Rondo Cameron 1925-2001


Rondo Cameron, William Rand Kenan, Jr. Professor Emeritus, died peacefully on New Year's morning, 2001, after a long illness. Tom Burns, who has been in residence at the University of Augsburg this year, composed the following tribute which was read at the memorial service in Cannon Chapel on January 20.

Rondo Cameron was a man of great passion and determination, whether it be in golf, tennis, or academics. He was among the first of the world-class scholars attracted to Emory. As my colleagues this year at the University of Augsburg, Germany, reflected upon Rondo and the year that he and Clay spent here as an exchange family, they spoke with one voice of his unique ability to connect complex details into large pictures of historical development. Like myself they asked, "who but Rondo would have dared to write an economic history of the WORLD in one volume? And who else could have done so with such insight and clarity?"

Here in Germany as in Atlanta, Rondo was always ready to give colleagues and students his counsel on economic issues that they may have previously thought were problems peculiar to their specialized fields. His patience in advising undergraduate joint history-economics majors was truly extraordinary. Graduate students too needed his special care, and until his retirement he never ceased to give them a hand, occasionally running bureaucratic obstacle courses on their behalf and at other times serving on their committees.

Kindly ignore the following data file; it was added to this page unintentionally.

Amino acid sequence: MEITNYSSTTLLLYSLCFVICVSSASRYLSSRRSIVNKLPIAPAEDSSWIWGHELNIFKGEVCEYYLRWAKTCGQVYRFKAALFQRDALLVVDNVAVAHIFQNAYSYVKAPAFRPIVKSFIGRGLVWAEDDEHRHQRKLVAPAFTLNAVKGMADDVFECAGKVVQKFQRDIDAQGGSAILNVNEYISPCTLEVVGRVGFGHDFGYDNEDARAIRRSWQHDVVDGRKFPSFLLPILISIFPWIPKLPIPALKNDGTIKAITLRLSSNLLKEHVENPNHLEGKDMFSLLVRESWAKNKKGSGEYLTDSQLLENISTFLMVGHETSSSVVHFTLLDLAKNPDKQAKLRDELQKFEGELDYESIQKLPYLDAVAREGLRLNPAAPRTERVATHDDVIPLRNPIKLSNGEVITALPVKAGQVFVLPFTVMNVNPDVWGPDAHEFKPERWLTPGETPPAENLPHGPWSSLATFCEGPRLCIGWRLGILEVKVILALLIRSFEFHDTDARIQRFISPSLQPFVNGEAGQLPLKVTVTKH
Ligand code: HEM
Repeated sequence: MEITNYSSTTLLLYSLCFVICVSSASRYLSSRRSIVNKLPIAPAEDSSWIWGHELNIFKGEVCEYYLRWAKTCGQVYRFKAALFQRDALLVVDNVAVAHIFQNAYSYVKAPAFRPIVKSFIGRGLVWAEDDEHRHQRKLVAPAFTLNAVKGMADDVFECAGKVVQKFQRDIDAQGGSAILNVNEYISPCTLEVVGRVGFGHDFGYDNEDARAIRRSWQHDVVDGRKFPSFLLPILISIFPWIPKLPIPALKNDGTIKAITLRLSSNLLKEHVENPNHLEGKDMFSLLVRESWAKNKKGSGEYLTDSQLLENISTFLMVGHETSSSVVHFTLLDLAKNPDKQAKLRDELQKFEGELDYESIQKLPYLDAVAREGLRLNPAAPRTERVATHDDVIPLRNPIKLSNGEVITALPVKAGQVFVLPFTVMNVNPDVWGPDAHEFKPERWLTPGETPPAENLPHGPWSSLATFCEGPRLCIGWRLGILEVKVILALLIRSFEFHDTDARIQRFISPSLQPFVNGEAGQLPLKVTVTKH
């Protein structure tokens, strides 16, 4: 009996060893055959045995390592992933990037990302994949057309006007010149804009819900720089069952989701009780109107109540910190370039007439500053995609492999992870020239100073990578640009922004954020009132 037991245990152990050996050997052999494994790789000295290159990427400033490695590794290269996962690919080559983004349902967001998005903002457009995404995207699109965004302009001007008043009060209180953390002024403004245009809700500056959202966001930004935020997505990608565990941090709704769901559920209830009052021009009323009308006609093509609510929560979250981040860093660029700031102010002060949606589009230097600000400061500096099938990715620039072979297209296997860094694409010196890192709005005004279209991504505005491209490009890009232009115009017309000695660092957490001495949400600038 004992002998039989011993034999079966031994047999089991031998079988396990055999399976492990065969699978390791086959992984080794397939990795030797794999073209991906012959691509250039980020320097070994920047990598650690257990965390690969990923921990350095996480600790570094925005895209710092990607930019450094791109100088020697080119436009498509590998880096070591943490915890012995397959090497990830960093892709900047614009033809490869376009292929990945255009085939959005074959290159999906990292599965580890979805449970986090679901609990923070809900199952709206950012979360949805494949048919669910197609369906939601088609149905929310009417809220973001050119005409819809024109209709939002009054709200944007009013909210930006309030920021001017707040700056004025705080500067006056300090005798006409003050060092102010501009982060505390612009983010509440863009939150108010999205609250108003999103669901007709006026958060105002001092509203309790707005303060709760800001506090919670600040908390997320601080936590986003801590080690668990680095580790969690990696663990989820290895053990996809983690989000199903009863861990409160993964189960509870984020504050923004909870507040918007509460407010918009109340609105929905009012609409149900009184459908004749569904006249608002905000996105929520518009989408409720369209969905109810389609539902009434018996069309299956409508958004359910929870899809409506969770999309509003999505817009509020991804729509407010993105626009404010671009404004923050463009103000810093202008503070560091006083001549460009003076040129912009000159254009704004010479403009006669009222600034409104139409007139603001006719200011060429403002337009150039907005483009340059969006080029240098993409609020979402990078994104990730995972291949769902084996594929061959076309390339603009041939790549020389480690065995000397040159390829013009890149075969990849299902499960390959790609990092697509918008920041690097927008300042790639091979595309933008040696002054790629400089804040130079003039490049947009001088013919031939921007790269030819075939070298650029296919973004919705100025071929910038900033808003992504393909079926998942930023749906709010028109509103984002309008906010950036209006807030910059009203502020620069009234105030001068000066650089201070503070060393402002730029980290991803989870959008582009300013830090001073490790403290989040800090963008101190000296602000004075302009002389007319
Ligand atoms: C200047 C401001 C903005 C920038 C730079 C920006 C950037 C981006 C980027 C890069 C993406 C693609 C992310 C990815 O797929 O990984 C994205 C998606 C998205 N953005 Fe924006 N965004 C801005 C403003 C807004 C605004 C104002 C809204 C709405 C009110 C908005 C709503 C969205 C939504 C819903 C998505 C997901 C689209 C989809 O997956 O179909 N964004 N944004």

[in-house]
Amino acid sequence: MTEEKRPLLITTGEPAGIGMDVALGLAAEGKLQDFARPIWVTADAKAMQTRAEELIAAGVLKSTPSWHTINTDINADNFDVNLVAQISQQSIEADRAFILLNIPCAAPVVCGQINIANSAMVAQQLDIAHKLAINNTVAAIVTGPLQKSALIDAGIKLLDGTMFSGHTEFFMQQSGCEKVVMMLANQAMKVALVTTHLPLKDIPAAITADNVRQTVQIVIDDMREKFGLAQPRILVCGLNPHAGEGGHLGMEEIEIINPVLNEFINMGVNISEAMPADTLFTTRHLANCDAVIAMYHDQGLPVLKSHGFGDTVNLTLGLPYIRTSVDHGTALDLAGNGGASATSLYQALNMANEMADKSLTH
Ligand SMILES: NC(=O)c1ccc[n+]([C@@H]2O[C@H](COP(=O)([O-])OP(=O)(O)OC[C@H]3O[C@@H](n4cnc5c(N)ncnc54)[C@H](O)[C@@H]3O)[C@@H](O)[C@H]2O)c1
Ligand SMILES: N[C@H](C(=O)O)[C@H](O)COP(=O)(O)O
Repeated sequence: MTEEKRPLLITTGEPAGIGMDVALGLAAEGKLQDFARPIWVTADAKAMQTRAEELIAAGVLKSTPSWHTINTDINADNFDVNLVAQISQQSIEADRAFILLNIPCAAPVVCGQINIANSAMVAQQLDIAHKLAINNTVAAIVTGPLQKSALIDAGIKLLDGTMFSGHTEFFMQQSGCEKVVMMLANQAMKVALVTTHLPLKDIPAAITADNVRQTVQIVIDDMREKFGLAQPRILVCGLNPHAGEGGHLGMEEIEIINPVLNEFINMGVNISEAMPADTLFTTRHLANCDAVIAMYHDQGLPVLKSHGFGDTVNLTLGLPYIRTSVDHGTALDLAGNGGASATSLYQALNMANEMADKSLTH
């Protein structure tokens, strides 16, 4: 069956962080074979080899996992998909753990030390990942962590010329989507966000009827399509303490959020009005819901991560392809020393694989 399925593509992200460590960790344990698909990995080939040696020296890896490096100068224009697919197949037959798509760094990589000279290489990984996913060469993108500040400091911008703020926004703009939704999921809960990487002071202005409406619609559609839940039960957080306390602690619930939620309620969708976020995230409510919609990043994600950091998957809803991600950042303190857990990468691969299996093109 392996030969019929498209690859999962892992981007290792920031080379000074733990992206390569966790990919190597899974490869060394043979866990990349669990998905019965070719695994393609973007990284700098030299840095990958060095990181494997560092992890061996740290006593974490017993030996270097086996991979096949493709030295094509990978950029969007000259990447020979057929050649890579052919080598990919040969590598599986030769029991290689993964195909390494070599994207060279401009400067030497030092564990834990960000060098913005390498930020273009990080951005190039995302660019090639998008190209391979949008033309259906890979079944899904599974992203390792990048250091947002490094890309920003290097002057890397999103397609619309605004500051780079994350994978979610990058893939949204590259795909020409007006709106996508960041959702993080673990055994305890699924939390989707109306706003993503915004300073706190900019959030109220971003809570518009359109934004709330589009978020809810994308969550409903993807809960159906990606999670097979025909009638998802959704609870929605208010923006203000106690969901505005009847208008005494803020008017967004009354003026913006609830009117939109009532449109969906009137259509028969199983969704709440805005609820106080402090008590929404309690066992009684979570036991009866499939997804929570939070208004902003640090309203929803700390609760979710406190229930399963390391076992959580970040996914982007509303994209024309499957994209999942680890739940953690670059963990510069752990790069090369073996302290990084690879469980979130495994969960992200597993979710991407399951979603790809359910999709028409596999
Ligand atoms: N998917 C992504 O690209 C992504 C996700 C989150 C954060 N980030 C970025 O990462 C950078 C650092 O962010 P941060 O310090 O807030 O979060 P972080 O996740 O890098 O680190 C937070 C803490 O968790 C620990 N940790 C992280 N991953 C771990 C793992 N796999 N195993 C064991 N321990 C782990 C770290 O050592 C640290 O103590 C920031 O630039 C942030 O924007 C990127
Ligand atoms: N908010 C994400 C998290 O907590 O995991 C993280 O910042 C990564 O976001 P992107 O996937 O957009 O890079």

By no means, however, are all my recollections academic, indeed the most important ones are personal. "Rondoís Sunday Punch" was a legendary event back in the 70ís and early 80ís. It was a semi-formal event and probably was the only time that faculty and spouses from various departments actually met. Many interdisciplinary projects owed their origins to those free and often loud discussions that revolved around the punch bowl. Shortly before the second such occasion, our daughter was born. Getting a babysitter on a Sunday afternoon was no easier then than now. So we called Clay and Rondo with our apologies, but they said, "bring her along." The scene of our daughter, Clay Cameron, Blair Major, and from time to time Rondo and other friends, sitting on the floor playing with a five month old is forever etched in our book of most cherished memories. Behind his sometimes gruff exterior, Rondo had a very soft heart, and not only for toddlers.

Today we honor our departed friend and colleague, Rondo Cameron, for his passion for life, his dedication to scholarship and teaching, and his love of family and friends. May all his rounds be below par and his tennis swing find the smoothness that it never quite had on the courts at Druid Hills and Emory.